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Re: replacing /usr with a new mountpoint

Andrew Sackville-West <andrew@farwestbilliards.com> writes:

> my reading of man mount suggests that you want
> mount --rbind / /mnt
> -------^^^
> but its not very clearly written (IMO) so I suggest you 
> touch a dummy file in the new /usr and double check whether its in
> /mnt/usr as a test to confirm that the mount of new /usr doesn't carry
> over. 

I'm not sure that's right.

  Since Linux 2.4.0 it is possible to remount part of the file  hierarchy
  somewhere else. The call is
       mount --bind olddir newdir
  After this call the same contents is accessible in two places.  One can
  also remount a single file (on a single file).

  This call attaches only (part of) a  single  filesystem,  not  possible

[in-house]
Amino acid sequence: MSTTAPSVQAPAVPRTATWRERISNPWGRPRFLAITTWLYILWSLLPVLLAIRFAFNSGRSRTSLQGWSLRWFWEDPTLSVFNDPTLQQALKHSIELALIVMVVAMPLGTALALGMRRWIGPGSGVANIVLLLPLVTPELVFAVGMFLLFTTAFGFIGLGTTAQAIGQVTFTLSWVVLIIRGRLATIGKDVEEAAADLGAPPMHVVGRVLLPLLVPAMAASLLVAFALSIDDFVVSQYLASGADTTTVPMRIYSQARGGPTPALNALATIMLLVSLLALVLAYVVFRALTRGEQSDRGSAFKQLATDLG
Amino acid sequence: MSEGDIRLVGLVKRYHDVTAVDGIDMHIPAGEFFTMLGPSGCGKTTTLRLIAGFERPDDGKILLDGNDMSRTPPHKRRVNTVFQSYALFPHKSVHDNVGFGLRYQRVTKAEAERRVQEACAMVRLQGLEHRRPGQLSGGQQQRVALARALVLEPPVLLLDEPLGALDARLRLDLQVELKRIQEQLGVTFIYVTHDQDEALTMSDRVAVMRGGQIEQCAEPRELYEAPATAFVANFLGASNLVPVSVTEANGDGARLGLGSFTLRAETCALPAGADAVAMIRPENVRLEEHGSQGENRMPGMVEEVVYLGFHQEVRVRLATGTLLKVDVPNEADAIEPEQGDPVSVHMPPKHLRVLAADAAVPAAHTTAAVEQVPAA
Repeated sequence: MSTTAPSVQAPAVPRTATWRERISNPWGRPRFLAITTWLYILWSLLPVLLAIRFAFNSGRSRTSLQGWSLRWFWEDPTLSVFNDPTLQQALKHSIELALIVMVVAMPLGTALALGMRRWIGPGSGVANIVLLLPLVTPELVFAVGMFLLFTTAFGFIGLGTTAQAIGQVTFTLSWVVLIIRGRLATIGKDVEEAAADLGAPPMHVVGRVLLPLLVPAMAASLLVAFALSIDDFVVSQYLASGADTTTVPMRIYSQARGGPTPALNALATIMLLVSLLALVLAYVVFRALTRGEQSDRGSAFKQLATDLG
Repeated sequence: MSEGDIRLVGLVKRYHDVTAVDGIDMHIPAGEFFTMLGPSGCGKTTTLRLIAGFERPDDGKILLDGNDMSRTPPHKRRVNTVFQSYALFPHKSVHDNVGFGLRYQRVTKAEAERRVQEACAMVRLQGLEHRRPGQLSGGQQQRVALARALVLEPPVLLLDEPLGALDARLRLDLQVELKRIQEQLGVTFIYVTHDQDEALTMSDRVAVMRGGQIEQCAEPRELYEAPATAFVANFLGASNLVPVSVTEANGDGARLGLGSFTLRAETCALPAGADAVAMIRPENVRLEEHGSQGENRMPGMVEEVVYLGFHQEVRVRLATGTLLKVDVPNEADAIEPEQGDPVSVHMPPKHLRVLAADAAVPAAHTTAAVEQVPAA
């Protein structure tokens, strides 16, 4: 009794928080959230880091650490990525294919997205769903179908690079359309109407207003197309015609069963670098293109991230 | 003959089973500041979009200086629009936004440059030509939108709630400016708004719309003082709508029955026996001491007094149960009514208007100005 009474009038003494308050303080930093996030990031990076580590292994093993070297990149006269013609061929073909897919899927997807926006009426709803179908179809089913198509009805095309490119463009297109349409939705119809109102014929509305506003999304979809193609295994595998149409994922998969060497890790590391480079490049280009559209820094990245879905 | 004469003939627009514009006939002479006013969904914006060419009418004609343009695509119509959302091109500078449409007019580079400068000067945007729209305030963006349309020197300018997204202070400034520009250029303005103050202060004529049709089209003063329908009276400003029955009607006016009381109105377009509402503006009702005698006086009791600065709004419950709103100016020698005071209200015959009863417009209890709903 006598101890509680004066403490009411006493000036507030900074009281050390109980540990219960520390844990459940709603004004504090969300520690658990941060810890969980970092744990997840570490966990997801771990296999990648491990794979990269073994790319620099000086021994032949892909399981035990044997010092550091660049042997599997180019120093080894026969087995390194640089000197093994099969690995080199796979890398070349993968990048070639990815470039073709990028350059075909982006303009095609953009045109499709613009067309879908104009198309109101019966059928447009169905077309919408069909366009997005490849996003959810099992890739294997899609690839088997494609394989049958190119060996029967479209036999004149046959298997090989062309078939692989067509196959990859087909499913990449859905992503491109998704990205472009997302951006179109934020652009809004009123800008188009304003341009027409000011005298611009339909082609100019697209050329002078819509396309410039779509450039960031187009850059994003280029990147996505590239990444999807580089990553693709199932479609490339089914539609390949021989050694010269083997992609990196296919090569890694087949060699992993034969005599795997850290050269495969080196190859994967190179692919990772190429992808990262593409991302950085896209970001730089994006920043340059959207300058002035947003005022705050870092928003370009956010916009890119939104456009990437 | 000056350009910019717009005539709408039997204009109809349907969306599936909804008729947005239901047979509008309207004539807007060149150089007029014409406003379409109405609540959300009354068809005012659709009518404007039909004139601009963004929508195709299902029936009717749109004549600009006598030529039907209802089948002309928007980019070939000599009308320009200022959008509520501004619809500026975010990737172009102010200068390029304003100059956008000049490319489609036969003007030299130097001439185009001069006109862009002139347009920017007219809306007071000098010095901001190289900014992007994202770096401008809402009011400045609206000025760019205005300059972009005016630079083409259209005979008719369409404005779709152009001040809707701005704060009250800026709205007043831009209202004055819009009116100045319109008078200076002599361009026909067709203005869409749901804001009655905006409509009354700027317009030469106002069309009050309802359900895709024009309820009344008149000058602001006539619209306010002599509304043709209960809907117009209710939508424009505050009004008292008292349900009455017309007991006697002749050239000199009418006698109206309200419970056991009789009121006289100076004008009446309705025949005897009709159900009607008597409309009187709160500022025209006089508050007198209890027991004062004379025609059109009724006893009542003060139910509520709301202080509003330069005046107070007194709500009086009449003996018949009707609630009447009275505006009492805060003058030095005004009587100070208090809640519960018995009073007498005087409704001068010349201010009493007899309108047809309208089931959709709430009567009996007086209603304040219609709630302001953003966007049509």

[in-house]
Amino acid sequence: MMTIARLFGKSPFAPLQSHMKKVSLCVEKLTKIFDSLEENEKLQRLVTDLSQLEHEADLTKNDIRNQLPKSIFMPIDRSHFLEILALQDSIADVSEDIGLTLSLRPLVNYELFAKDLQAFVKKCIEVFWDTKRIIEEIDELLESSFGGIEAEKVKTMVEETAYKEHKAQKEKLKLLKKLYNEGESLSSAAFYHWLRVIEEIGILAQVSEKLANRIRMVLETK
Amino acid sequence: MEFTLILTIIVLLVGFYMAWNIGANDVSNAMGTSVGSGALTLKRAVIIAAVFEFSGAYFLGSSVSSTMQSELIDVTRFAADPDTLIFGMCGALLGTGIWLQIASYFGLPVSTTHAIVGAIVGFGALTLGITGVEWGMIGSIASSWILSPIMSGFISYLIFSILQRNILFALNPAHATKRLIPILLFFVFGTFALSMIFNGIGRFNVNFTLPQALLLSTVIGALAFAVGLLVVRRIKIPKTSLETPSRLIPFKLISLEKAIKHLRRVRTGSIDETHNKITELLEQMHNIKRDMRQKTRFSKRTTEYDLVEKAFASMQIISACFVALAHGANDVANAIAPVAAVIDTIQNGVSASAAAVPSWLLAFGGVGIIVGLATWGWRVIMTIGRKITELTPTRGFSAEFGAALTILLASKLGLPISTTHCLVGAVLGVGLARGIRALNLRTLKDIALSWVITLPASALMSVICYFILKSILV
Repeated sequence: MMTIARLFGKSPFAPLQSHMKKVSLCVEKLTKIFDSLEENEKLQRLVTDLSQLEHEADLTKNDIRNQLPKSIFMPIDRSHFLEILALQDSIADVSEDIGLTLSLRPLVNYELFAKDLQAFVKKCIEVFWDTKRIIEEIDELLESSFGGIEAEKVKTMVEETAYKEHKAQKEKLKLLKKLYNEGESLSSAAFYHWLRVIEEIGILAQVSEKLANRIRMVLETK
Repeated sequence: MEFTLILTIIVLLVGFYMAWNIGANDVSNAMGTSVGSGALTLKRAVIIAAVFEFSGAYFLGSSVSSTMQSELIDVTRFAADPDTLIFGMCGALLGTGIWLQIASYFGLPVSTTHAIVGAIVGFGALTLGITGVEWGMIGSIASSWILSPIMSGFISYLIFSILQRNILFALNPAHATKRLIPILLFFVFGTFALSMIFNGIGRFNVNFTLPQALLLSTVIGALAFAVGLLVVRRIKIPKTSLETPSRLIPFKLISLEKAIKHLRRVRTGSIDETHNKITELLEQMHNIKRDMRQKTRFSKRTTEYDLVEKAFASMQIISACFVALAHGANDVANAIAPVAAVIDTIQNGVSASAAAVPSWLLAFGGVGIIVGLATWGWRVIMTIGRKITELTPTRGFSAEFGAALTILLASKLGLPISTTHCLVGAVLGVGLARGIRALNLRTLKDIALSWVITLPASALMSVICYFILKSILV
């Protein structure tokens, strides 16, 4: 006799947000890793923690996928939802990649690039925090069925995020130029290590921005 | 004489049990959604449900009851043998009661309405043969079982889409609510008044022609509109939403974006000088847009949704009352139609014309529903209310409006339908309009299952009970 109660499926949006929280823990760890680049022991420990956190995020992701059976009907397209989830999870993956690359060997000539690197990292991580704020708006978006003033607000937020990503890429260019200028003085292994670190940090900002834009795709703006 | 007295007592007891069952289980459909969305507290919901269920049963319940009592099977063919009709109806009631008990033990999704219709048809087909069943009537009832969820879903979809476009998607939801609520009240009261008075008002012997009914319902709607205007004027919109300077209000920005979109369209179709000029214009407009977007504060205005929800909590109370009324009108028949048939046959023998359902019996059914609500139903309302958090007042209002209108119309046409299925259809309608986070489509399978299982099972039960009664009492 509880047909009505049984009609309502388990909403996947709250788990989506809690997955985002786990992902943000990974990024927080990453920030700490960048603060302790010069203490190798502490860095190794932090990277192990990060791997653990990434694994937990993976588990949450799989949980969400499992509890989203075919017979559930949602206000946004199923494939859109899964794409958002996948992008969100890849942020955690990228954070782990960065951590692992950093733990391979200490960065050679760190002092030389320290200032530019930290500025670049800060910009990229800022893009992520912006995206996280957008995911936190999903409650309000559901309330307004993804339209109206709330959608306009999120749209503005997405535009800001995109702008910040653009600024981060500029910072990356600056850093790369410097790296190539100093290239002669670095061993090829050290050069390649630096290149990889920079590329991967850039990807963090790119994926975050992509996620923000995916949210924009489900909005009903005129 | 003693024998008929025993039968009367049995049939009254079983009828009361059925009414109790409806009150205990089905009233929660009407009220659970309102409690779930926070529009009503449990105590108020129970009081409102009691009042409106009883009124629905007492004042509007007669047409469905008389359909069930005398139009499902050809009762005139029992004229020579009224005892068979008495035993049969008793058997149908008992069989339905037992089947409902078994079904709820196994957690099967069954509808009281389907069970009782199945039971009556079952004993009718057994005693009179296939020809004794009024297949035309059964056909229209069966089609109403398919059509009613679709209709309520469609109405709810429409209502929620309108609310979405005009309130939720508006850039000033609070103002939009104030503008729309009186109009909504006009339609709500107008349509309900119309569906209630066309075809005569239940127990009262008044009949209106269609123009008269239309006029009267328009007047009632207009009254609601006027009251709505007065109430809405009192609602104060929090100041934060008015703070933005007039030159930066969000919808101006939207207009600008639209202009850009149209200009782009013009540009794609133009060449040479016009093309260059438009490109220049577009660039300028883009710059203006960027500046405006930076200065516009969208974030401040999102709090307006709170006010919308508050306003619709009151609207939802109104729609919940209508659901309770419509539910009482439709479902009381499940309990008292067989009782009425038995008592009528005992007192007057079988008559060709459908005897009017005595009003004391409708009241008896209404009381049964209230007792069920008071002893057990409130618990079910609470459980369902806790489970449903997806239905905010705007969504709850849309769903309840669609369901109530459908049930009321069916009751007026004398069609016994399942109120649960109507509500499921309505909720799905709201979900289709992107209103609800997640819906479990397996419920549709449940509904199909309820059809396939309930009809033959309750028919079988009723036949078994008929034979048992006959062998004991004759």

submounts.  The entire file hierarchy including submounts is attached a
  second place using
       mount --rbind olddir newdir

This means that if you have something like this
/dev/sda1  /
/dev/sda5  /usr

Doing a --bind on / will only mount /, not /usr, while --rbind will
mount both / and /usr.

According to the original message, he has the original /usr directory 
shadowed by another /usr partition, and what he wants is to remove the
original /usr directory. 

At least that's my understanding.

John L. Fjellstad
web: http://www.fjellstad.org/          Quis custodiet ipsos custodes

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